President of flight attendants union likens cramped airplane seating to a 'torture chamber'

Plane passengers aren’t the only ones peeved about the tight seating on current flights.

Lori Bassani, the president of the Association of Professional Flight Attendants (AFPA), repeatedly referred to the cramped seating situations as “torture” during a congressional hearing in front of a House Transportation and Infrastructure subcommittee on Wednesday.

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“We find that the seats are not only getting smaller, but there’s no padding on them anymore. It is a torture chamber for our customers and for us, that also fly on our own airlines,” Bassani said.

"People are having a hard enough time… getting in and out in a normal process, but in an evacuation, it’s going to be almost impossible.” said Lori Bassani, the president of the Association of Professional Flight Attendants, during a congressional subcommittee hearing on “State of Aviation Safety.”

"People are having a hard enough time… getting in and out in a normal process, but in an evacuation, it’s going to be almost impossible.” said Lori Bassani, the president of the Association of Professional Flight Attendants, during a congressional subcommittee hearing on “State of Aviation Safety.” (Alex Wong/Getty Images)

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Bassani, whose union represents 28,000 American Airlines flight attendants, offered her testimony at the Subcommittee of Aviation’s hearing in the hopes that the FAA would conduct a review airplane standards and evacuation procedures — a review she claims is “overdue.”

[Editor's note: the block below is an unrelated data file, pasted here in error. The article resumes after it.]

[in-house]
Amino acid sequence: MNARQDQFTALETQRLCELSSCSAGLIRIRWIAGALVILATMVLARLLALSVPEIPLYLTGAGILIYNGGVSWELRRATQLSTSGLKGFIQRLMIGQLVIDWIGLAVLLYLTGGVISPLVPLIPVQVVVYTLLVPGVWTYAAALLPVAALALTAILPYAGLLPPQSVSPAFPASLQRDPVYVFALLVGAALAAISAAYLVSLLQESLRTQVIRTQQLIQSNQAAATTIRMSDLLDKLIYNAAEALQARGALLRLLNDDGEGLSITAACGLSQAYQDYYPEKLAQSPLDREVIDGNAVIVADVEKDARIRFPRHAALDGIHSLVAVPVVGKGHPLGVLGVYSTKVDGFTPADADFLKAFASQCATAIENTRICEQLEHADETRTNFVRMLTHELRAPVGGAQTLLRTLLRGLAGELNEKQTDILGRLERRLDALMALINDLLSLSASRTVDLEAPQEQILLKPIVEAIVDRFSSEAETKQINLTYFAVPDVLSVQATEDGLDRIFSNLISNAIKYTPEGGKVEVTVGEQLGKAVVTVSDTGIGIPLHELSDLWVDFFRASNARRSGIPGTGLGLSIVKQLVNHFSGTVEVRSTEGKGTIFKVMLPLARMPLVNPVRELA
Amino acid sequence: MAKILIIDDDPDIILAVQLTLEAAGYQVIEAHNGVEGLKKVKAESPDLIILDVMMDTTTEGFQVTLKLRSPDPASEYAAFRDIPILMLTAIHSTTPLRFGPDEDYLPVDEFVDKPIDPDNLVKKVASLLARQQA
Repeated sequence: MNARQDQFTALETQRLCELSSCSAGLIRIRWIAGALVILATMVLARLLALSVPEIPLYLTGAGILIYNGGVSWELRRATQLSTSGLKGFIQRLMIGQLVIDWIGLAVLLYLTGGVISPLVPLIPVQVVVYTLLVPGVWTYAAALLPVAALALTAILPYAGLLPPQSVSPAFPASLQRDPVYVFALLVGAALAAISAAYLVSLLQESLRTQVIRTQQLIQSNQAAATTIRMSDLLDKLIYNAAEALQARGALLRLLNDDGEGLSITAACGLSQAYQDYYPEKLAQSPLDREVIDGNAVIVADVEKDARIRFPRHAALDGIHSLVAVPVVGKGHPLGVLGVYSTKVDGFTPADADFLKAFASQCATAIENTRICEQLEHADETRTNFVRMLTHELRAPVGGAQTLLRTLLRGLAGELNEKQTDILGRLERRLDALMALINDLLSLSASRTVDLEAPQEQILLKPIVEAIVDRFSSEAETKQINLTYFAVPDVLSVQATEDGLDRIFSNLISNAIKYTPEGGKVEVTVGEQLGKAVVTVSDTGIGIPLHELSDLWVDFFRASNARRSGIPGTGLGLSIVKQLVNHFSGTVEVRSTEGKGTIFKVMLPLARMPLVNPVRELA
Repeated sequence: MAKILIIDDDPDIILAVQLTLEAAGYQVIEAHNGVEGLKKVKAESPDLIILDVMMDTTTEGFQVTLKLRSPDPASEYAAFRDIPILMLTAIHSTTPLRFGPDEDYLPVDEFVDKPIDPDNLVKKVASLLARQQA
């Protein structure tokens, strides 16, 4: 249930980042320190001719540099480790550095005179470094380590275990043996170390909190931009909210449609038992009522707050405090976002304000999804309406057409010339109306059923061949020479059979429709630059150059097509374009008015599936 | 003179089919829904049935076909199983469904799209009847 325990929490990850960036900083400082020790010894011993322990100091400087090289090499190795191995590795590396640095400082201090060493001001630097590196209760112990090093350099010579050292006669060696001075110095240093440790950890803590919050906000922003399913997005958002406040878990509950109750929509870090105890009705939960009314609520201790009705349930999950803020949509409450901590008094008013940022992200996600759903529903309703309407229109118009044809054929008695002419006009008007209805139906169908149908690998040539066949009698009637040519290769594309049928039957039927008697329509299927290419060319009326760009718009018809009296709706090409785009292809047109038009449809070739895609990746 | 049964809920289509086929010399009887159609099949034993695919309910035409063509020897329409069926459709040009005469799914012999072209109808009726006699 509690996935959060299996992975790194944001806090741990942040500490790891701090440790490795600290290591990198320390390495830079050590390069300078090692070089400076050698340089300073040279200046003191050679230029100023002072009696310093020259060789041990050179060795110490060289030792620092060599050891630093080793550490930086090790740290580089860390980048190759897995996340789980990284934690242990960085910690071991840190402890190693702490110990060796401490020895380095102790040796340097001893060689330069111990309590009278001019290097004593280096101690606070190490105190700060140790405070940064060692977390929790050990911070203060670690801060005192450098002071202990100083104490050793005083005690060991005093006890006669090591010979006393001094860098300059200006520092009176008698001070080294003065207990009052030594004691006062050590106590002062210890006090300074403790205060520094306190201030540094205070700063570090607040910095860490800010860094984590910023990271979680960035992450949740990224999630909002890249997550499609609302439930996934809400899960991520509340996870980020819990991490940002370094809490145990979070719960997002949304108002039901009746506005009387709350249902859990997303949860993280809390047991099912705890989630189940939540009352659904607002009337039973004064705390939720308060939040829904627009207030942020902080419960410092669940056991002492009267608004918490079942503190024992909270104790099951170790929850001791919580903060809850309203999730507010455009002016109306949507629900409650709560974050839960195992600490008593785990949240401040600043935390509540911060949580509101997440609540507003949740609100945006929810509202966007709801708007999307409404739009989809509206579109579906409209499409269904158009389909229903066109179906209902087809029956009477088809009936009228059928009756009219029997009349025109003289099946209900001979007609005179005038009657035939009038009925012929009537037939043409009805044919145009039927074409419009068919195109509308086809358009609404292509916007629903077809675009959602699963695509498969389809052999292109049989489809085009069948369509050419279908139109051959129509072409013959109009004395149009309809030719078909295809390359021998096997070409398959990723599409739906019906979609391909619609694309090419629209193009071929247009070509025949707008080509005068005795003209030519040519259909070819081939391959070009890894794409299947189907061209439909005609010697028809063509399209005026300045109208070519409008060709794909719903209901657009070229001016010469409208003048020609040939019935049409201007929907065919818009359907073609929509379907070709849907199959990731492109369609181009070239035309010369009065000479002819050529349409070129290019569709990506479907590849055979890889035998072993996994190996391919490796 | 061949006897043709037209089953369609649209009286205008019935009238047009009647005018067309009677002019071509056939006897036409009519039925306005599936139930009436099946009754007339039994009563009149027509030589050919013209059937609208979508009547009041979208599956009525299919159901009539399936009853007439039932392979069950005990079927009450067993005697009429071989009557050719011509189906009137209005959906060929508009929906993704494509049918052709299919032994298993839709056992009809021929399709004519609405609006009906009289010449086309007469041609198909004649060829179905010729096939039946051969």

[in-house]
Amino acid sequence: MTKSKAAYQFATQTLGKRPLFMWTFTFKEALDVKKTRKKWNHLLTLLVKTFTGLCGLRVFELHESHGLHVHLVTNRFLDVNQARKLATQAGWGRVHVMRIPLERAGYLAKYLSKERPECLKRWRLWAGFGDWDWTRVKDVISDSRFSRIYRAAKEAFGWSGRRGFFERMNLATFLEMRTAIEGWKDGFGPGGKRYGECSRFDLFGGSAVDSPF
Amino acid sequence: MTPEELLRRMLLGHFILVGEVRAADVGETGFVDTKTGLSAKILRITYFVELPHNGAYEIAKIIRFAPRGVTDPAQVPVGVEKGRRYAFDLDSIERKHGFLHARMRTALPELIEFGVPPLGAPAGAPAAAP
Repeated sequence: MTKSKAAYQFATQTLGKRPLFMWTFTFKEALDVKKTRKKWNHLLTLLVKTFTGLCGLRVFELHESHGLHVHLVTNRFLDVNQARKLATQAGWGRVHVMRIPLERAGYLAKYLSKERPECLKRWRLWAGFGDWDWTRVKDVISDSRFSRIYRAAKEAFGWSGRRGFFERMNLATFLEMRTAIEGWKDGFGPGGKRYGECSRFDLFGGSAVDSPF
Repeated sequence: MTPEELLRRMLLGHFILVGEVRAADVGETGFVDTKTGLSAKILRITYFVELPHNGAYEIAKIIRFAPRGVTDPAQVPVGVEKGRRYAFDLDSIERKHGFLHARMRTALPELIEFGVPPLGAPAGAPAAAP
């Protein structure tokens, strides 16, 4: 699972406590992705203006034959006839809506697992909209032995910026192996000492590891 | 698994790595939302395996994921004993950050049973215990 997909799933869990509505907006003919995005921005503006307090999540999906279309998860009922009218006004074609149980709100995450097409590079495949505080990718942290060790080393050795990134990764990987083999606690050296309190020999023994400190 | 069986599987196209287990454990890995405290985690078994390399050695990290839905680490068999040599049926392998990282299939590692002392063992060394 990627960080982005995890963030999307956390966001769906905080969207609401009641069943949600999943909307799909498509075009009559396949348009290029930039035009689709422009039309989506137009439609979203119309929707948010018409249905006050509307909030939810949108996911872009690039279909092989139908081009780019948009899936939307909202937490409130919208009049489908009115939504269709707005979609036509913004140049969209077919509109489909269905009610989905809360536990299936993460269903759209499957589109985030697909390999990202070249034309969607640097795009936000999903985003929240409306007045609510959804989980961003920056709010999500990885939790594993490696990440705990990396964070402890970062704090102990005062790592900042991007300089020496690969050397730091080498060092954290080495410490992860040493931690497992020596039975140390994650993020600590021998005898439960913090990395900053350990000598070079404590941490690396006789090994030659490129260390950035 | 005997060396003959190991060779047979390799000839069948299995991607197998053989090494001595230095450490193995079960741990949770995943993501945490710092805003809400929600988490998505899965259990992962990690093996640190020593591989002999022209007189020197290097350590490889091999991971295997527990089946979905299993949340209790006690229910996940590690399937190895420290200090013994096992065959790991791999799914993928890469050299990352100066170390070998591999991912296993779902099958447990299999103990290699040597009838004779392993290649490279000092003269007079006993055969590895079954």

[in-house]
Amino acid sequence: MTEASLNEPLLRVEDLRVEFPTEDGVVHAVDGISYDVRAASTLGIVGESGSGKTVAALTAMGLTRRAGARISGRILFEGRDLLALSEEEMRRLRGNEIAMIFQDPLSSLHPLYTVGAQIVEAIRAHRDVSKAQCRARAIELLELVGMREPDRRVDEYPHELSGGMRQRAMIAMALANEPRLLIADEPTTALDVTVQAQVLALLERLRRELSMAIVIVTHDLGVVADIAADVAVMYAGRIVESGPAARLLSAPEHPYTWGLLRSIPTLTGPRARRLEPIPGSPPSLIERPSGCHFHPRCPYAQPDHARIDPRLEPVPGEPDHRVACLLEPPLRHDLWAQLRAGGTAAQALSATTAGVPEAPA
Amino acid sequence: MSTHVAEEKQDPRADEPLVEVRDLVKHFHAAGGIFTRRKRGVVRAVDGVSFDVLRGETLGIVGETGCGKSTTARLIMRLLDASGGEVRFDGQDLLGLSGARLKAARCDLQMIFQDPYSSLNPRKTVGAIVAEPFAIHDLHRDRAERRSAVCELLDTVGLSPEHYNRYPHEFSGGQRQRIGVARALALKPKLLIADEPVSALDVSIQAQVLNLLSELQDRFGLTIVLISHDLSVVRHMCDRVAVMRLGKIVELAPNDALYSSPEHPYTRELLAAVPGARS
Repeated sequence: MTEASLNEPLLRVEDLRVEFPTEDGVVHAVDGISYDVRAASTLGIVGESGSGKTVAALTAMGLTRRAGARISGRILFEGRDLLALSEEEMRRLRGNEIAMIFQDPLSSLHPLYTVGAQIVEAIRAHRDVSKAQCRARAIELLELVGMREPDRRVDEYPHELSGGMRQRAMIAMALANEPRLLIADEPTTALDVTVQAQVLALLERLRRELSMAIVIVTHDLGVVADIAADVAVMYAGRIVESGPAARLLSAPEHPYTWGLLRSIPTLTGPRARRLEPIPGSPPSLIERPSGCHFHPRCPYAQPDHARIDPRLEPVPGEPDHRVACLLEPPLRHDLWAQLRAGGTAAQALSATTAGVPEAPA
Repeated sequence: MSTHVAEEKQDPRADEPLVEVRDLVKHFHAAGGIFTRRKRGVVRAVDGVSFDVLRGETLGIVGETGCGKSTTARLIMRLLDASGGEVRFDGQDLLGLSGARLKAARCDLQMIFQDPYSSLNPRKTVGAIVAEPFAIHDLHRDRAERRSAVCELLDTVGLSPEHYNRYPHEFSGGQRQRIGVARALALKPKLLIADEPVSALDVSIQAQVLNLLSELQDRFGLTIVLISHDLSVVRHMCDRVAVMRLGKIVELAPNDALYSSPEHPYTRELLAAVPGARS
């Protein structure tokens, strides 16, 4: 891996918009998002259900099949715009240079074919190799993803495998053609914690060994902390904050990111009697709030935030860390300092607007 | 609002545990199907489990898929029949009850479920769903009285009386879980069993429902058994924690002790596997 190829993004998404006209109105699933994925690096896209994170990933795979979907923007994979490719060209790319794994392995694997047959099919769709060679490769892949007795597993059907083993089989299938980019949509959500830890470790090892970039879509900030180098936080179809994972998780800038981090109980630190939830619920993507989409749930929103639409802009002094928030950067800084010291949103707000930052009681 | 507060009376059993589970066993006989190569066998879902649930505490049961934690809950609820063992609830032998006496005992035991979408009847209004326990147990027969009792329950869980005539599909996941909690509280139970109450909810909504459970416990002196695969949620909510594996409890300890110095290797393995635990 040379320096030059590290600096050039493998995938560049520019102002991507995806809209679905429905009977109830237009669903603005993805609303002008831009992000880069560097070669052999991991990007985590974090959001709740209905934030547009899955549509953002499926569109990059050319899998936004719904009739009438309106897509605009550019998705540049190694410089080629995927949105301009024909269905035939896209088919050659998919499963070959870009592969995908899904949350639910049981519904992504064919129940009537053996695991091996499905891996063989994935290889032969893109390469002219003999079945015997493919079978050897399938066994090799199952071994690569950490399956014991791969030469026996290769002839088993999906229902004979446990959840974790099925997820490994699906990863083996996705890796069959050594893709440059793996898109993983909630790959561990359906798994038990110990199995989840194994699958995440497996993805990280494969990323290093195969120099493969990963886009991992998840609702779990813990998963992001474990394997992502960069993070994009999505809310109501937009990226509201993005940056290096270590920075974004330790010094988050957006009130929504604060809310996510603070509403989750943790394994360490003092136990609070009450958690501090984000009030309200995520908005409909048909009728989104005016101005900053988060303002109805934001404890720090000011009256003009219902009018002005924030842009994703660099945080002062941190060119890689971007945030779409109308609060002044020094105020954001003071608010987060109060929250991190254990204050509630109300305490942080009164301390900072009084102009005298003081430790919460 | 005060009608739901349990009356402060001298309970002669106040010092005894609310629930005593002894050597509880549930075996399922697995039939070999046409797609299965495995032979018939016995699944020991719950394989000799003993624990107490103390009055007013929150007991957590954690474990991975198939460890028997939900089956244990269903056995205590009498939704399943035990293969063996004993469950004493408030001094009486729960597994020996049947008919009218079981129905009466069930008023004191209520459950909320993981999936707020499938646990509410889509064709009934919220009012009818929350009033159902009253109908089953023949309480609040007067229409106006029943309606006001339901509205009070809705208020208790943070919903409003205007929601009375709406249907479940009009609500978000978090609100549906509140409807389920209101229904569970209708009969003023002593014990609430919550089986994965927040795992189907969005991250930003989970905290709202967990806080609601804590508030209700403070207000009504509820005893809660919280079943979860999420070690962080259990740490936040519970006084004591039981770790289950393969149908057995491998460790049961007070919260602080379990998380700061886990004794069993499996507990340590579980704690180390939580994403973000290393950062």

Bassani testified that the current guidelines on seat pitch, or the distance between seats, does not allow some passengers to properly assume the “brace” position in the event of an emergency. She was also not confident that the cramped space would allow today’s passengers to evacuate in the time limit set forth by the FAA.

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“The truth is that many passengers are older, larger, and in many cases have less mobility,” her written testimony reads. During the hearing, she also stated that, unlike in the past, planes are routinely completely booked, and incidents of “air rage” are only increasing.

“Can you imagine in a stressful situation trying to evacuate in a real-life scenario?” she asked. “Passengers from a plane that is burning, or that is, you know, half-tilted, or upside-down. Listen, these people are having a hard enough time… getting in and out in a normal process, but in an evacuation, it’s going to be almost impossible.”

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In her written testimony, Bassani also addressed concerns for the regulations regarding air quality, rest time allotted for flight attendants and the rules regarding emotional support animals.

“Passengers look to us for reassurance in these difficult times,” she wrote. “Along with our flight deck, we want to know and be able to communicate to the traveling public that we have, and will continue to have, the safest aviation system in the world.”